Most amazing spiders

Posted on Aug 13, 2012 in Animals

Goliath bird eating tarantula

Credit: © Louiseefer – Fotolia.com

Awesome predators we cannot do without

There are around 100,000 species of spider and almost all of them have two parts to their body and 8 legs. Luckily for us, they are formidable predators and help keep the insect population in check.

Largest – Goliath bird eating spider

With a leg span of nearly 30cm, this is one large creepy crawly you do not want to find in the bath. Luckily their natural habitat is limited to the coastal forests of Venezuela and Guya.

Fastest – Camel spider

These fast and scary spiders, also known as sun spiders, are found in desert regions and can scuttle across the sand at a nifty 10-12 mph.

 

Smartest – Jumping spider

A group of jumping spiders called Portia are super smart hunters who show incrediblt ingenuity in the tactics they employ to get lunch.

Smallest – Patu digua

This tiny spider is no bigger than the full stop at the end of this sentence. It was discovered in the forests of Borneo – goodness knows how.

Deadliest – Brazilian wandering spider

Nearly  half of all spider-related hospitalisations in South America are caused by this aggressive eight-legged brute.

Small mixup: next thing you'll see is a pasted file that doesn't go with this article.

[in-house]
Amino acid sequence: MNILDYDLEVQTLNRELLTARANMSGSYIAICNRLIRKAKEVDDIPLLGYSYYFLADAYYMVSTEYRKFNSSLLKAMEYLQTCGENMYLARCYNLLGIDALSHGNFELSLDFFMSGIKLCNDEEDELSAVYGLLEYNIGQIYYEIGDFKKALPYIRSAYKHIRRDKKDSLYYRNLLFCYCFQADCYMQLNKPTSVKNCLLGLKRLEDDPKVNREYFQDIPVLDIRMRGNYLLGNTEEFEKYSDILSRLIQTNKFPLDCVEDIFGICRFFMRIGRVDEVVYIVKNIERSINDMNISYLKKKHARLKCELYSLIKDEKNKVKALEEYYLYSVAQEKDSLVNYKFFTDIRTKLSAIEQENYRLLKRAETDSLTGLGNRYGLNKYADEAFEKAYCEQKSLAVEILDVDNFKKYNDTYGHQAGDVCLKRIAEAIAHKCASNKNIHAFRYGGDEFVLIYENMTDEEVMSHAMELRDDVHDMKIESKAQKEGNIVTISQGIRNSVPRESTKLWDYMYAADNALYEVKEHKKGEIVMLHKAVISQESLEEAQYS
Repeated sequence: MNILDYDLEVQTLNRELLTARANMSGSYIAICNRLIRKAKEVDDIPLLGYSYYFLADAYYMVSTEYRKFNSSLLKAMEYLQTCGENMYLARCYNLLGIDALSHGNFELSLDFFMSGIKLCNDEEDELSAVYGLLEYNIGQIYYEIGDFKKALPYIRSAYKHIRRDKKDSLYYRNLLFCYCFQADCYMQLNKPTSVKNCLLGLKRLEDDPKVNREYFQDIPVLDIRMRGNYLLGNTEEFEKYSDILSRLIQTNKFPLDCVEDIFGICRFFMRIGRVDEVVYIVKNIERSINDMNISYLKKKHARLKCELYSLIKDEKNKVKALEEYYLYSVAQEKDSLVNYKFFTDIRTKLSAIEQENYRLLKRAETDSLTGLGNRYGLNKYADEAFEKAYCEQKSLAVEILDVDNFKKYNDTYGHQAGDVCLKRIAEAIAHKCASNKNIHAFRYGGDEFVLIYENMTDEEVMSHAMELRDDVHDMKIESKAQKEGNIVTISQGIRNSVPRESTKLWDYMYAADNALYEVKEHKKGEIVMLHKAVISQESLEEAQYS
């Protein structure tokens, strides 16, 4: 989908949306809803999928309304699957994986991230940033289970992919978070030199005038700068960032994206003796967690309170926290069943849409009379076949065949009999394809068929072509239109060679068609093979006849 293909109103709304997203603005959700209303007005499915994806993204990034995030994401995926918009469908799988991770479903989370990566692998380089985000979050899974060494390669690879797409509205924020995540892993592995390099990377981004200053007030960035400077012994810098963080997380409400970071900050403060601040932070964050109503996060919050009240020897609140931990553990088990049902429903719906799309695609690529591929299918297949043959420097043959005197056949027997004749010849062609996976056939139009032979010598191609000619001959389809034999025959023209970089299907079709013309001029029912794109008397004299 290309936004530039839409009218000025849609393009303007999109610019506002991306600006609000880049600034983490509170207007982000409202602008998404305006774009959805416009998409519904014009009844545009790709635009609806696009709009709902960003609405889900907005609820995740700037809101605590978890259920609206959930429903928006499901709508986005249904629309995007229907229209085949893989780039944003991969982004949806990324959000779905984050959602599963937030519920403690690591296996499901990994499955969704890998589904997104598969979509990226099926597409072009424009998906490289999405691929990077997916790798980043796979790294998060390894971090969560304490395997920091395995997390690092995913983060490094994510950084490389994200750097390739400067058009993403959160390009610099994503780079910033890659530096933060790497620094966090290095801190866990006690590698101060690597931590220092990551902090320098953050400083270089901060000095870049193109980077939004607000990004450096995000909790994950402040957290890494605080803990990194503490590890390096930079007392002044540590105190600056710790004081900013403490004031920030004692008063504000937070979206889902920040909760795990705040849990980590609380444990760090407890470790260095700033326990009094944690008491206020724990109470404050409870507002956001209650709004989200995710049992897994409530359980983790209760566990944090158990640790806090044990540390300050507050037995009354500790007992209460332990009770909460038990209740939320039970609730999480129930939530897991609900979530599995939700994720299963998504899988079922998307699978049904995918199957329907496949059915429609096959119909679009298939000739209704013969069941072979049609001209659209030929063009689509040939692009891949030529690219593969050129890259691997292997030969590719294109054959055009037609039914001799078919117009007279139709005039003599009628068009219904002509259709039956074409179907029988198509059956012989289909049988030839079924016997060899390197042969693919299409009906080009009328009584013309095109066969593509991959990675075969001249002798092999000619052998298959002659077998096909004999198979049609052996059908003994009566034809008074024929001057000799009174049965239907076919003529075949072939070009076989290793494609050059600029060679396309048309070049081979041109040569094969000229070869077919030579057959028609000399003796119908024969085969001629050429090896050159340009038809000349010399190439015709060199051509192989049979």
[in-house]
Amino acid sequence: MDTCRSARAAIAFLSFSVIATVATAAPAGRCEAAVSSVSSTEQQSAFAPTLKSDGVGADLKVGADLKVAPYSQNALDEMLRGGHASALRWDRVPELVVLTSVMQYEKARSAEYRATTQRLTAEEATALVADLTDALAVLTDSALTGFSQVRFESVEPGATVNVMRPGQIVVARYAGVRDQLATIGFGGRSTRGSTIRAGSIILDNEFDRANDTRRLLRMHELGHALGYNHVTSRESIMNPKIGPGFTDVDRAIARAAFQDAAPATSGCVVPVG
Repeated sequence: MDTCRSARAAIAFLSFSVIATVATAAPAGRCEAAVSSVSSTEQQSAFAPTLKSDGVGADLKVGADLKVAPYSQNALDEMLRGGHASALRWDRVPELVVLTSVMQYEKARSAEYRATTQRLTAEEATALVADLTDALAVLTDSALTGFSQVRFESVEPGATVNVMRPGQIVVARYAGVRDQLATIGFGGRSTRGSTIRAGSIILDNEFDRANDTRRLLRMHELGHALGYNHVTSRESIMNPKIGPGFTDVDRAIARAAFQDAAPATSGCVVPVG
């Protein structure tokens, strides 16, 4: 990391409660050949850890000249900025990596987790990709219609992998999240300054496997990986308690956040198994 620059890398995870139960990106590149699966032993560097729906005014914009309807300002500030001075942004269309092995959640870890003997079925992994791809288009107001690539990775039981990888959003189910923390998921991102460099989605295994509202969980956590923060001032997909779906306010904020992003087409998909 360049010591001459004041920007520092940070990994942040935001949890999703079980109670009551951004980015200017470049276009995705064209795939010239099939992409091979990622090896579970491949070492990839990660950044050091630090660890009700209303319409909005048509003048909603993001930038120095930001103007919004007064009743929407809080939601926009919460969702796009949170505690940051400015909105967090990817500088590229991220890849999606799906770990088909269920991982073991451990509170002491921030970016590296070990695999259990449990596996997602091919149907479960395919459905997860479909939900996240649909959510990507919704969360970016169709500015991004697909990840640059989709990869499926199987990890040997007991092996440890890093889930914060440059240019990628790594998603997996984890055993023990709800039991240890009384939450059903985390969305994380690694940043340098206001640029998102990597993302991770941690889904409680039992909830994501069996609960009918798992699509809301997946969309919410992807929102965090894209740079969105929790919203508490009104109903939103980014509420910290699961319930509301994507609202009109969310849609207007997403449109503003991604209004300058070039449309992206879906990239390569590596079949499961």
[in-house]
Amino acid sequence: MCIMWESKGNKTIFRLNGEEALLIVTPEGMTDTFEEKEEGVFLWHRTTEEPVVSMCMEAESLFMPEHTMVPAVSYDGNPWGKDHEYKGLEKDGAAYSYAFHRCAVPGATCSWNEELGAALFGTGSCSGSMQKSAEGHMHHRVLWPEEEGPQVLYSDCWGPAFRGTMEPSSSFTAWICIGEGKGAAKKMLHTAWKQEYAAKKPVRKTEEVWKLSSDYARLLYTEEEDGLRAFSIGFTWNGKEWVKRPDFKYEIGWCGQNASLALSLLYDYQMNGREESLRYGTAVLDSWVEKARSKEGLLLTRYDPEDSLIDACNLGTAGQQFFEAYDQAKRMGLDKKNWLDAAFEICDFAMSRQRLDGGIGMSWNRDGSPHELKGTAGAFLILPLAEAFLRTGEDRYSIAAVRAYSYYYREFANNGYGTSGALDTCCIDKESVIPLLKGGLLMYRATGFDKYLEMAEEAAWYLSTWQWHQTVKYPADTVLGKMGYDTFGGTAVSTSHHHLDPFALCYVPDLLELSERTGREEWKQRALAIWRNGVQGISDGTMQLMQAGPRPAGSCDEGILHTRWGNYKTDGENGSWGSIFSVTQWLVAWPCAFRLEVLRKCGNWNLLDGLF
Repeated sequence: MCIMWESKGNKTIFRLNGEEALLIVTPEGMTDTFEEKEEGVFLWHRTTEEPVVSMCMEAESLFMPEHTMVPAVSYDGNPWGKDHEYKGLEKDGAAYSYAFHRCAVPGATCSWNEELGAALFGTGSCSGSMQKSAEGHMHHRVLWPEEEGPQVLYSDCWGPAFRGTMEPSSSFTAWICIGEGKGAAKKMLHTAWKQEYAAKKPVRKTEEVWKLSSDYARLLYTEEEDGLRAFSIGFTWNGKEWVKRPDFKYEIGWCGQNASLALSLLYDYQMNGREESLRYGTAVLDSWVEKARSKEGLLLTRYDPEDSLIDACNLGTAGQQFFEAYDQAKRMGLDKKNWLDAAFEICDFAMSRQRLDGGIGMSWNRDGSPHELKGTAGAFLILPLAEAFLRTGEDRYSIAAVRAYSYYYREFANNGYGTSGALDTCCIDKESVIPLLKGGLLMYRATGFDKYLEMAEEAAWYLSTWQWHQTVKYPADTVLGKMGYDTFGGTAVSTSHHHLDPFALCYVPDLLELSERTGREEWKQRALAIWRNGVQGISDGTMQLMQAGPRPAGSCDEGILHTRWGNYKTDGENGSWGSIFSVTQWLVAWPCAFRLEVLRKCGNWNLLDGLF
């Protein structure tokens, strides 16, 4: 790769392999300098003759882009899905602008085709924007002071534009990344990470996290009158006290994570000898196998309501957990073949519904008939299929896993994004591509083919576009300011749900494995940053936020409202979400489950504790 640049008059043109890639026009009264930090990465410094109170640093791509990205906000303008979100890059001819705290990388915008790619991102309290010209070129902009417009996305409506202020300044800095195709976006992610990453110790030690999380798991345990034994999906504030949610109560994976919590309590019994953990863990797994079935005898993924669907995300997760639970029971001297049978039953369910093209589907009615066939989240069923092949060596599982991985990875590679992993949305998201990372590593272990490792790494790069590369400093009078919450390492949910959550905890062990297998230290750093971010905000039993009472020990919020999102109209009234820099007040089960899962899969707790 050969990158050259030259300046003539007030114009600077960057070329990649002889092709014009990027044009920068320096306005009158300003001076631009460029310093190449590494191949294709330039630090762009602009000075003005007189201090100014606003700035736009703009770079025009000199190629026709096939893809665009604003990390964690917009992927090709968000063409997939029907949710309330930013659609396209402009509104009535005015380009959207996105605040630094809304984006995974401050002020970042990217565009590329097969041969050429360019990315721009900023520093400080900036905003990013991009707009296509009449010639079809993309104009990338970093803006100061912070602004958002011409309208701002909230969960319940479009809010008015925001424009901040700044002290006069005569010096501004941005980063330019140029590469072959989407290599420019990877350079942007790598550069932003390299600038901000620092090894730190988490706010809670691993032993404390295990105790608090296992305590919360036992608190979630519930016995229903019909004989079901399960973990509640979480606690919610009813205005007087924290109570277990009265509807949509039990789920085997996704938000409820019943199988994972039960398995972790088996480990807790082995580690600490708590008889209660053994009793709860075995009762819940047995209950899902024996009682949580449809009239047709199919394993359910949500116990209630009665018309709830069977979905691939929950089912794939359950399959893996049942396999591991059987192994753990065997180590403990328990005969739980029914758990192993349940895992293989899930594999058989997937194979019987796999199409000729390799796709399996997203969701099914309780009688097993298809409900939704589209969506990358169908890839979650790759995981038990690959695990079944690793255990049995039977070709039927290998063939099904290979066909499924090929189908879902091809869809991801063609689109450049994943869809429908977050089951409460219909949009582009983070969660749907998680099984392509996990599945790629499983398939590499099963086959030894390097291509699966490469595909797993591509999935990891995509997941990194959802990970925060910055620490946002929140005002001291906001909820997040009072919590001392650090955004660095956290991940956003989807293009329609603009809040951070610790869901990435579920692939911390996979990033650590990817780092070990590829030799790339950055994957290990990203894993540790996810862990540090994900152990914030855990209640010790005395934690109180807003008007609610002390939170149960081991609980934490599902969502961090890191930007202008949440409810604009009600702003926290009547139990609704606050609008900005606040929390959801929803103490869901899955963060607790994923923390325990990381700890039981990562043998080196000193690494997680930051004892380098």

Weirdest – Cartwheeling spider

This hysterical eight-legged lunatic is perhaps the only creature on earth that turns itself into a wheel and rolls downhill. It does so to escape the clutches of its arch-nemesis: the Pompilid wasp.

Longest / Tallest – Darwin’s back spider

This talented spider isn’t that big but it creates super strong spider webs that can stretch over 25 metres (80 feet) across flowing rivers.

 Oldest – Tarantula

This honour is thought to belong to a female tarantula who was captured in Mexico in 1935 and reputedly lived to the ripe old age of 28.

Best sense – Touch

All spiders have a fantastic sense of touch; indeed from vibrations alone, a female spider can tell if an intruder on her web is a potential mate or a juicy insect ready to be eaten.

Best master of disguise – Bird dropping spider

Even in the animal kingdom, bird-poo is not considered haute cuisine which is just the way these sneaky spiders like it. With greyish/black and white bodies they hang out on leaves – popular targets for bird droppings – and pull in their legs just to complete the look.

Holy guacamole! I really want to...